Further details on nuclear weapons

According to the Treaty on the Non-Proliferation of Nuclear Weapons (NPT), 2Treaty on the Non-Proliferation of Nuclear Weapons, nuclear weapons are weapons of mass destruction that are illegal for most states to possess. The five so-called nuclear states (USA, UK, France, Russia and China) are, for historical reasons that will not be discussed here, exempted from this ban. It can also be assumed that India, Pakistan and Israel have developed nuclear weapons.

The effects from the use of nuclear are of a nature that makes it difficult to envisage that such use could discriminate between military and civilian targets. Use of such weapons will in any case render long term environmental damage and it can also be argued that it will lead to unnecessary suffering and superfluous injury which must be weighted against the military necessity. Many would therefore argue that use of nuclear weapons violates fundamental humanitarian principles. 3Ref. the so called principle of proportionality, which is e.g. reflected in Article 35 of the first additional protocol to the Geneva Conventions. This problem is subject to further discussion in the Government Whitepaper on Ethical Guidelines (NOU 22: 2003). 4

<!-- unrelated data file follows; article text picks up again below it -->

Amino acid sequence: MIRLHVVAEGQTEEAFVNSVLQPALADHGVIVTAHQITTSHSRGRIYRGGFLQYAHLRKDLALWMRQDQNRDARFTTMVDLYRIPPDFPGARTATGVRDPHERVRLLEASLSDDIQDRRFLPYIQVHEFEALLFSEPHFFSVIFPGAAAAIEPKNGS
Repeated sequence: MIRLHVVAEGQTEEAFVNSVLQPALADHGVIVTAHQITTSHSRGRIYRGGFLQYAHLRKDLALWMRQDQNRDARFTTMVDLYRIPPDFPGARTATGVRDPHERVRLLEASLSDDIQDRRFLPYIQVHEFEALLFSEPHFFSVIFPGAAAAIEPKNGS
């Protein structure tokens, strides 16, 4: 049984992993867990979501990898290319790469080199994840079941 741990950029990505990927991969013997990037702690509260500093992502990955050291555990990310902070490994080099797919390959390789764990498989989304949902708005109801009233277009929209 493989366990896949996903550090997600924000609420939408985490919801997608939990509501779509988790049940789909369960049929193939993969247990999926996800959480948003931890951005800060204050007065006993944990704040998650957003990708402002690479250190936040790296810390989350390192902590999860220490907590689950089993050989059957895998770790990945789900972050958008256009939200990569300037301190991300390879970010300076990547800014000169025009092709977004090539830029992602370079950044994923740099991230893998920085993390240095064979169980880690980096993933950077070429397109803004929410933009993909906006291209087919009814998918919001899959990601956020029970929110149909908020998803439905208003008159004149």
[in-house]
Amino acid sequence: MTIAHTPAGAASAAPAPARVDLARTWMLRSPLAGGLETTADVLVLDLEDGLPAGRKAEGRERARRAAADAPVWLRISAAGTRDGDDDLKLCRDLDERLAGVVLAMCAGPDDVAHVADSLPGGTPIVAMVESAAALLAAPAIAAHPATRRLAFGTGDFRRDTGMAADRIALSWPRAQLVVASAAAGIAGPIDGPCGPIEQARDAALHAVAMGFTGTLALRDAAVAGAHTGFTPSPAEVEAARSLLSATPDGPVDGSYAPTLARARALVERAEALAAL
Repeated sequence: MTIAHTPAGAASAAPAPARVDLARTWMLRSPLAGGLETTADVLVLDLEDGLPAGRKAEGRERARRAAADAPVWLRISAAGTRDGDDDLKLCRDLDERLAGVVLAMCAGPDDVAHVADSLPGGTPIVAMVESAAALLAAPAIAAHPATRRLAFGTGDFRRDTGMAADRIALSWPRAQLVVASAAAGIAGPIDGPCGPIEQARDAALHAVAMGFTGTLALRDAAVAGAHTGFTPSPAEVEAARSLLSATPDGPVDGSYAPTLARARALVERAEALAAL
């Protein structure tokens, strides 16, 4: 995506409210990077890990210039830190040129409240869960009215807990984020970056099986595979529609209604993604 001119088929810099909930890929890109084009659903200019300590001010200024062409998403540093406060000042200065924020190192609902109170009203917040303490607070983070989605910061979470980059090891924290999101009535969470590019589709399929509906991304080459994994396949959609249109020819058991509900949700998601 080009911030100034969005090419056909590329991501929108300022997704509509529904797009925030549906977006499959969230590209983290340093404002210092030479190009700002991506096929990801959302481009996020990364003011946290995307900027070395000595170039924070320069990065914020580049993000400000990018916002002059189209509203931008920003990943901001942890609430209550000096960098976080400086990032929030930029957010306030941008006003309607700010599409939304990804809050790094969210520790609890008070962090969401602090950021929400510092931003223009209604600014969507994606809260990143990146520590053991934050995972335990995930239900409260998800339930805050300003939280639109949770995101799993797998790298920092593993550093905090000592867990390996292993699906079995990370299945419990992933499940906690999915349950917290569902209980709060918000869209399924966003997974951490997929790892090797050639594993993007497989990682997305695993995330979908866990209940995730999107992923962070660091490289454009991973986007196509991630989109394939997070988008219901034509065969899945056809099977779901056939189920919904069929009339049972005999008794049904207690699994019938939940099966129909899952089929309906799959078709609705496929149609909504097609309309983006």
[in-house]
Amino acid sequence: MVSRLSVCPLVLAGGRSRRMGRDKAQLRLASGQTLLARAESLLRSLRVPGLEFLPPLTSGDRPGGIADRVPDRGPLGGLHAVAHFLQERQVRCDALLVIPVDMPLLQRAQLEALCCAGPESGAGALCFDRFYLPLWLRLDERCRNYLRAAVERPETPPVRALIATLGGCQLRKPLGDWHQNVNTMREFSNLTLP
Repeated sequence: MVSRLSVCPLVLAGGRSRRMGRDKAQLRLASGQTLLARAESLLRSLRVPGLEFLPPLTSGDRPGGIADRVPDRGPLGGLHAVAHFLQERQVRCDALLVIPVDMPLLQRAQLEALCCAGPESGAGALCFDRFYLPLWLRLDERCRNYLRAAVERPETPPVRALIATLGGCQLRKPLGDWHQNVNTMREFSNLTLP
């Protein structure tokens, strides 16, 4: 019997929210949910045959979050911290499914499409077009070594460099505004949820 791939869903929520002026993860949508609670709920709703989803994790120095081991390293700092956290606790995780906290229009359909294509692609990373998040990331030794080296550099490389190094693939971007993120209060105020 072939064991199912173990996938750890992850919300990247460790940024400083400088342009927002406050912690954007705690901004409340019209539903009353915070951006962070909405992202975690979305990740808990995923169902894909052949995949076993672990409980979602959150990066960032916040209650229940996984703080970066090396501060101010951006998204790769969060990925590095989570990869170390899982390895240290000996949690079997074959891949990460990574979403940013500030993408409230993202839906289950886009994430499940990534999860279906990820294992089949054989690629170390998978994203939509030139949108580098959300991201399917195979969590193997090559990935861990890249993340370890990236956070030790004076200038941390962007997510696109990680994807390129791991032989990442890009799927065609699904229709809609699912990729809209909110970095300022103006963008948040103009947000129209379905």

There are two main forms of nuclear weapons; fission and fusion based. The principle of fission based weapons is that atoms of fissionable material (enriched uranium or plutonium) are split into smaller components. This fission releases energy which creates the nuclear explosion. Fusions based weapons, also called hydrogen bombs, are based on the principle of isotopes of hydrogen merging to form helium. In order to start a fusion reaction, a fission process is used. The fusion process is the same as the sun’s and releases huge amounts of energy.